Censored by my bitmoji for privacy reasons.

Instead, we relied on my CatEye Strada Wireless cyclocomputer to give us our distance total of 130km, making it our tenth 100+km ride of the year.

Since July 29th, the current leader of The Transcontinental Race, James Hayden, has covered a distance of 2510km.

I’m exhausted just looking at this map.

Give me until the end of 2018 to beat his one-week total, please.

Moose hunting.

Another Saturday was spent under the sun in spandex. Yann and I gave Route Verte #5 a try; we’re going through all the route numbers, almost in order.

#5 took us through a forest of refineries to the northernmost (or easternmost if you have that much faith in Montréal’s cartographers) tip of the island. Just before we exited the island of Montréal, we happened upon a small park inhabited by anthropomorphic animals in baseball shirts standing on stumps.

Jean-Robert Drouillard sculptures.
Feeling out of place.

I’ve already posted this picture on Instagram: apologies for not giving you the variety you strive for when you come here.

In the Montréal area, you don’t have to visit a park to see random sculptures, they’re everywhere:

fig 1 …and 2.

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Here are the sailfish bros, with their very prominent anal fin, guarding somebody’s driveway. The alternating red and white flowers behind bro #2 appear to say, “Welcome, but not really.”

I like to imagine the conversation that might have taken place before the purchase of these driveway ornaments:

“I think the entrance to my driveway is lacking something.”


“Fuck lions! I hate cats! Got anything in fish?”

“We recently got these hand-painted concrete sailfish in from Italy.”

“I love them.”

This was found in Laval, where the property bylaws appear to be much more relaxed than anywhere else. There appear to be a good number of lawn ornament enthusiasts in Montréal and surrounding areas.

Fig 3.

My Little Pony of Laval.

If you’re not new to this blog, you’ll have already been familiarized with this pony; after all, this is her third appearance. Not only do I crosspost, but also I repost.

If you are new, consider this my formal declaration of being somewhat of a lawn ornament fanatic. Yup. Since I don’t have a lawn of my own, I get high off other people’s lawns.

Fig 4.

Gardener/Football Player.
For your favourite gardener/football player.

In the Parc Ex (short for Parc Extreme, probably) neighbourhood of Montréal, you’ll find a garden with a perfect balance of masculinity and feminity. What better way to display your flowers than in car tires and a giant football vessel?

Fig 5. and 6.

Moose x2.
A pair of moose.

When Yann and I first met My Little Pony of Laval aka Figure 3, I asked him whether he had ever seen the moose sculptures by the Olympic Stadium. Non!

How had he not yet seen Montréal’s grandest lawn ornaments, in the 29 years he’s been alive? Had Yann been ambitious enough to create a “30 before 30” list, a visit to the moose would’ve been on there.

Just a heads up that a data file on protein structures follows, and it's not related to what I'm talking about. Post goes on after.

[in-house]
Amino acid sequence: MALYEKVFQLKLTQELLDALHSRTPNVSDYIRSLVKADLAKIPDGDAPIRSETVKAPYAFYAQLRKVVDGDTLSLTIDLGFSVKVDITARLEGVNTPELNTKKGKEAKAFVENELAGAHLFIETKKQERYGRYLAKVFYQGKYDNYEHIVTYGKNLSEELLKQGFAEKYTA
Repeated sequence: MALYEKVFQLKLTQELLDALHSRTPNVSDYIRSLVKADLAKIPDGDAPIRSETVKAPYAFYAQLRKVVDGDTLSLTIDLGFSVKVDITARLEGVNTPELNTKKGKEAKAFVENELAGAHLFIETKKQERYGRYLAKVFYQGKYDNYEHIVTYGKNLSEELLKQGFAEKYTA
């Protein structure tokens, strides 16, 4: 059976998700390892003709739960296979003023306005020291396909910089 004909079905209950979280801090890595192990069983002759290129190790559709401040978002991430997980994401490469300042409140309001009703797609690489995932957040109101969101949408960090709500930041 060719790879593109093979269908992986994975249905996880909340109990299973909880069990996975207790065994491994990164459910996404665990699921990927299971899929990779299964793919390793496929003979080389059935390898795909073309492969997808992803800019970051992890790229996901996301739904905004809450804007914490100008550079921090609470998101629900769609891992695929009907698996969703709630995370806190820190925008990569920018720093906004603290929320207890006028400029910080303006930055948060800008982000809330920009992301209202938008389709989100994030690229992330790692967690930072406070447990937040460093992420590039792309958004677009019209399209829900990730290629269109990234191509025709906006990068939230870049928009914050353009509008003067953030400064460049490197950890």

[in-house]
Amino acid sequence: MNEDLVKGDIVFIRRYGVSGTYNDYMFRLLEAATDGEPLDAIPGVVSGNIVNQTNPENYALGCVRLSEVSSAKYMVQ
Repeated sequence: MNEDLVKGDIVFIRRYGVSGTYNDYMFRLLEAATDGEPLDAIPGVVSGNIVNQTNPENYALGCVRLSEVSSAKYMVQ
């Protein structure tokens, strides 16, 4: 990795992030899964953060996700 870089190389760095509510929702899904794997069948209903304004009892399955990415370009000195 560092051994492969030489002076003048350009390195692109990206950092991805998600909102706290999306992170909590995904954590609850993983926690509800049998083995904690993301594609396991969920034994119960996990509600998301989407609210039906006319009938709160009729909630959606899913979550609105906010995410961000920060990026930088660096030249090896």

We rode into the moose’s neck of the woods after work. I couldn’t remember their exact location, but Yann easily spotted them grazing in the front lawn of an otherwise ordinary-looking house. On the balcony of this house was an older woman hanging out minding her own business, with a dog who desperately wanted our business.

Standing in between the two life-sized moose sculptures, Yann was compelled to request verbal permission; he asked the lady if we could photograph her moose. I think if he had simply asked her if we could take a picture, she would know what he was referring to.

Interestingly enough, she appeared to be a bit insecure about the moose and pointed out that they were her husband’s idea. I take it she hasn’t met the owner of the swordfish driveway.

Returning to the subject of cycling: Saturday’s ride totalled 104km, making it my 9th century ride of the year.

While patting myself on the back, I’m keeping track of >200 strangers’ double, triple, and quadruple century rides. I am “dot chasing” the participants of this year’s Transcontinental Race. I find this event more exciting to follow than Le Tour de France as it is an entirely self-supported race. From the Transcontinental Race website: “Outside support is prohibited, riders must only use what they can carry with them or what they can find at commercially available outlets.”

Last year’s winner did 3800km in under 9 days: an average of 422km/day. Even if the winner didn’t sleep a wink, he would have still been going at a speed of 17.5km/h.

I don’t dream of being fast at cycling as much as I dream of having the stamina that would allow me to explore the world’s lawn sculptures. This is going on my “40 under 40” list since my 20s are long gone.

Chin down.
Sorry excuse for a Millennial.

Maybe it’s just a Laura thing.

Attending a social gathering, especially one composed of mostly Francophone hearing people, is decidedly not a Laura thing. But if it’s a friend’s birthday, I try to give the gift of my presence at their party.

At last Sunday’s party, the birthday boy, Paulo, looked at me in the eyes and challenged me to the “Circle Game”. This is the game where someone dupes you into looking at their hand as they press thumb and index finger together to form a circle, which happens to also be the sign for “asshole” in ASL.

Circle gamer.
My dirty fingernails are a side effect of being a bike mechanic.